Companies Discover It Isn't Easy to Claim Phone-Tax Refunds
By Robert Guy Matthews
The Wall Street Journal
Tuesday, August 1, 2006
First, the good news: The Internal Revenue Service plans to
refund $13 billion in phone taxes to businesses and
consumers following court rulings that the taxes were
illegal. The bad news: Getting more than a nominal refund
could cost a bundle.
Lee Mayer, managing partner of Quality Staffing LLC, a
Belmont, Calif., agency that provides drivers to businesses,
figures the IRS owes his company $25,000 in refunds for
taxes levied on long-distance calls over the past three
years. But to prove that to the IRS, he says, he'll have to
spend a couple of thousand dollars to buy the old monthly
bills from his wireless carrier,
Sprint Nextel Corp., and have an outside firm sift
through the mountain of data to calculate the refund.
Mr. Mayer says he is annoyed to have to furnish such
detailed proof, considering that the courts have ruled the
IRS shouldn't have imposed the tax in the first place.
"What can you say?" he says. "You are dealing with a
Sean Kevelighan, spokesman for economic and tax policy for
the Treasury Department, says the government recognizes that
recovering old bills is a tedious process but that it is
necessary to prevent fraud.
The Treasury Department, after a series of court rulings
against the government, announced in May that it would stop
collecting the 3% excise tax on long-distance telephone
service and refund billions of dollars to 25 million
businesses and 150 million individuals -- virtually all the
businesses and individuals who filed tax returns during the
period in question. Although the tax dates back to the
Spanish-American War, the agency said, under the statute of
limitations, it would refund only taxes imposed starting
March 2003 through mid-2006.
For consumers, getting the refund will be fairly simple.
The IRS is likely to set an amount -- probably from $30 to
$70, depending on usage and the number of telephones in the
household -- that taxpayers can get without documentation,
says David R. Williams, an IRS official overseeing the
refund effort. Mr. Williams says the IRS's initial
calculations show that most consumers have shelled out less
than $70 in telephone taxes since 2003.
The IRS and the phone companies are discussing how to come
up with an easiest way for them to calculate the average
refunds that households are due. Those and other details
are still being worked out, he says.
It seems likely to be much more complicated for businesses
to get the money. The now-defunct tax was based on the
length and the distance of each call; businesses often have
hundreds or even thousands of phones, both land-line and
wireless. Calculating the refunds is especially daunting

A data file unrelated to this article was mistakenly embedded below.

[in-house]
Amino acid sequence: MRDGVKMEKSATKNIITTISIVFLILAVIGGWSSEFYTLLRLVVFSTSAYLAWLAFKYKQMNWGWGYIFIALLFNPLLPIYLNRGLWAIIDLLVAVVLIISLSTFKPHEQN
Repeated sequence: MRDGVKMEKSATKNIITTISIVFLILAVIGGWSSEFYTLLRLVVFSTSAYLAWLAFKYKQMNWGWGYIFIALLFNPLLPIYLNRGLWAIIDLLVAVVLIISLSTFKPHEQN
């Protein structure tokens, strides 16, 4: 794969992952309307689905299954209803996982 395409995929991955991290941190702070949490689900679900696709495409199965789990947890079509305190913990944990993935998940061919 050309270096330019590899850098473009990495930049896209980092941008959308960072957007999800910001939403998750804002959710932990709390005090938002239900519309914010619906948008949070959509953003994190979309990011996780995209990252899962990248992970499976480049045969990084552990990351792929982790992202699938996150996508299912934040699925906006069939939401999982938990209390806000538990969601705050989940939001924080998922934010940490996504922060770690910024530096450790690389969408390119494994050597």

for small businesses that might not have archives of old
phone records going back several years. Most phone
companies supply the records but charge for them.
Big companies say figuring it all out is a headache. "This
is a monumental task and for us requires quite a substantial
investigation," says John Simley, a spokesman for
Wal-Mart Stores Inc., which has 4,000 stores, 1.4
million employees and thousands of phone lines provided by
several different phone companies.
Jake Siewert, a spokesman for
Alcoa Inc., the world's largest aluminum company in
terms of output, says the company "can't even guess" what it
might be entitled to in refunds and has staff working on it.
Some businesses see a chance to profit from the refund
effort. Wireless Watchdogs, a Los Angeles company that
checks businesses' wireless bills for errors, is offering a
new service: retrieving old phone bills and calculating the
government-owed refunds. Michael Schwartz, chief executive,
says he charges a per-phone fee for the service, but
declines to say how much. He says he already has a "few
To simplify the refund process, the IRS plans to include a
special line on 2006 tax returns that businesses can use to
claim their refunds. Businesses can reduce their tax
payments by the amount of their claim; they won't have to
wait for the government to issue a separate check.
Still, Mr. Kevelighan says, businesses are going to have to
foot the costs of locating old bills and calculating the
refunds. He says the IRS and Treasury officials are talking
with phone companies and business taxpayers to come up with
the easiest formula . As with all IRS tax-deduction claims,
businesses wouldn't need to send the proof to the IRS along
with their tax returns, but they would have to show what
method they used to come up with the claimed amount. And if
the IRS conducts an audit, the businesses would need to
provide the old phone bills as proof.
As a way to offset some of the costs, the IRS said it would
pay both individuals and businesses some interest, but the
rate is still being worked out.
Most phone companies say they have little choice but to
charge a fee for providing invoices, considering the cost of
retrieving them from storage and sending them out. Nextel,
for example, is charging $2.50 an invoice for the last 13
months, and $15 for any invoice older than 13 months, says
Travis Sowders, spokesman for Sprint Nextel. Sprint will
charge $5 per monthly bill.
BellSouth Corp. will charge $5 per monthly bill, largely
because the retrieval process involves manually combing
through records kept on computer tapes in storage, says Bill
McClosky, a company spokesman.
Other carriers say they will charge both businesses and
individuals to retrieve old bills but declined to say how
much. Carolyn Tyler, spokeswoman for
Verizon Communications Inc.'s Verizon Business, says
requests will be handled on a customer-by-customer basis.
Because of the number of businesses calling for information,
she says, Verizon has posted the answers to frequently asked
questions on its Web site.
Robert Guy Matthews at